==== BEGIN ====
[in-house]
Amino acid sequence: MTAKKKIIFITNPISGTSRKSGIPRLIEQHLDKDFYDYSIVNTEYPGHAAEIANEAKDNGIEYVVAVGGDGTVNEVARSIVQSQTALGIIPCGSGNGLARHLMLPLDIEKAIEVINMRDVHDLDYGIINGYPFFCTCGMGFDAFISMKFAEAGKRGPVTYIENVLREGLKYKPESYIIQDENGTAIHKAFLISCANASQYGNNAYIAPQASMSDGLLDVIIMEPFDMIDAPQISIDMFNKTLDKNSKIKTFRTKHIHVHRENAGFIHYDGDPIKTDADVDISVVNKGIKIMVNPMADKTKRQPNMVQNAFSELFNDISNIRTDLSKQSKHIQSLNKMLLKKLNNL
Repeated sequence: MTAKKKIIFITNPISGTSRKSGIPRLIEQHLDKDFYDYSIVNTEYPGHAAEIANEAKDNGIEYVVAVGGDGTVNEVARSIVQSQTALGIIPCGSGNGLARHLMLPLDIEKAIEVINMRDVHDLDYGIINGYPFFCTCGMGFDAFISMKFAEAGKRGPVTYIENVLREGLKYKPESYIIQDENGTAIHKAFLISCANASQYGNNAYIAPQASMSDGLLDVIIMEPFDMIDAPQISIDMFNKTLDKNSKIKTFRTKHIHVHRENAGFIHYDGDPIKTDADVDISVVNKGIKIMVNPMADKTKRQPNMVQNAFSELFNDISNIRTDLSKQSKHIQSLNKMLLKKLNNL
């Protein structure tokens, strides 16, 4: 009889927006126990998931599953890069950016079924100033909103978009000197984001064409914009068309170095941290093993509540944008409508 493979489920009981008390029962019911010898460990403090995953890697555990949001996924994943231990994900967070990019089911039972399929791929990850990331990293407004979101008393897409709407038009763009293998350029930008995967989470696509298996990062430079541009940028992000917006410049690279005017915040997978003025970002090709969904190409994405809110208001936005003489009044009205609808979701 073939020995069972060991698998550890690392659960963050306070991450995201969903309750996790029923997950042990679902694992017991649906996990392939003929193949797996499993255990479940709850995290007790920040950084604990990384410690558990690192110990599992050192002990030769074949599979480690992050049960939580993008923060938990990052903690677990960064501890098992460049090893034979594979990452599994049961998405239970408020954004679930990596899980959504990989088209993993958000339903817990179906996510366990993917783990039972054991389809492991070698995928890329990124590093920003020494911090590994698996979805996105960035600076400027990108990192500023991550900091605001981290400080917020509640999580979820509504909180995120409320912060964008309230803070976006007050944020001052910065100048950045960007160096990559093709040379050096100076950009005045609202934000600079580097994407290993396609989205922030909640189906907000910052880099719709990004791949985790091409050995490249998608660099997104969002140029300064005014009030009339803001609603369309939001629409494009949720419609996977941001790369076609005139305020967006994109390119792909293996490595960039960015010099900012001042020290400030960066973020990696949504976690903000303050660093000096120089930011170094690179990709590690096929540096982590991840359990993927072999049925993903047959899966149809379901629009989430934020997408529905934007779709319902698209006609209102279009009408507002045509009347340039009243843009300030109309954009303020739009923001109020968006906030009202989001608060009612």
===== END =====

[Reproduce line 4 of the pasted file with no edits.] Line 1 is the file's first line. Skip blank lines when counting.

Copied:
């Protein structure tokens, strides 16, 4: 009889927006126990998931599953890069950016079924100033909103978009000197984001064409914009068309170095941290093993509540944008409508 493979489920009981008390029962019911010898460990403090995953890697555990949001996924994943231990994900967070990019089911039972399929791929990850990331990293407004979101008393897409709407038009763009293998350029930008995967989470696509298996990062430079541009940028992000917006410049690279005017915040997978003025970002090709969904190409994405809110208001936005003489009044009205609808979701 073939020995069972060991698998550890690392659960963050306070991450995201969903309750996790029923997950042990679902694992017991649906996990392939003929193949797996499993255990479940709850995290007790920040950084604990990384410690558990690192110990599992050192002990030769074949599979480690992050049960939580993008923060938990990052903690677990960064501890098992460049090893034979594979990452599994049961998405239970408020954004679930990596899980959504990989088209993993958000339903817990179906996510366990993917783990039972054991389809492991070698995928890329990124590093920003020494911090590994698996979805996105960035600076400027990108990192500023991550900091605001981290400080917020509640999580979820509504909180995120409320912060964008309230803070976006007050944020001052910065100048950045960007160096990559093709040379050096100076950009005045609202934000600079580097994407290993396609989205922030909640189906907000910052880099719709990004791949985790091409050995490249998608660099997104969002140029300064005014009030009339803001609603369309939001629409494009949720419609996977941001790369076609005139305020967006994109390119792909293996490595960039960015010099900012001042020290400030960066973020990696949504976690903000303050660093000096120089930011170094690179990709590690096929540096982590991840359990993927072999049925993903047959899966149809379901629009989430934020997408529905934007779709319902698209006609209102279009009408507002045509009347340039009243843009300030109309954009303020739009923001109020968006906030009202989001608060009612």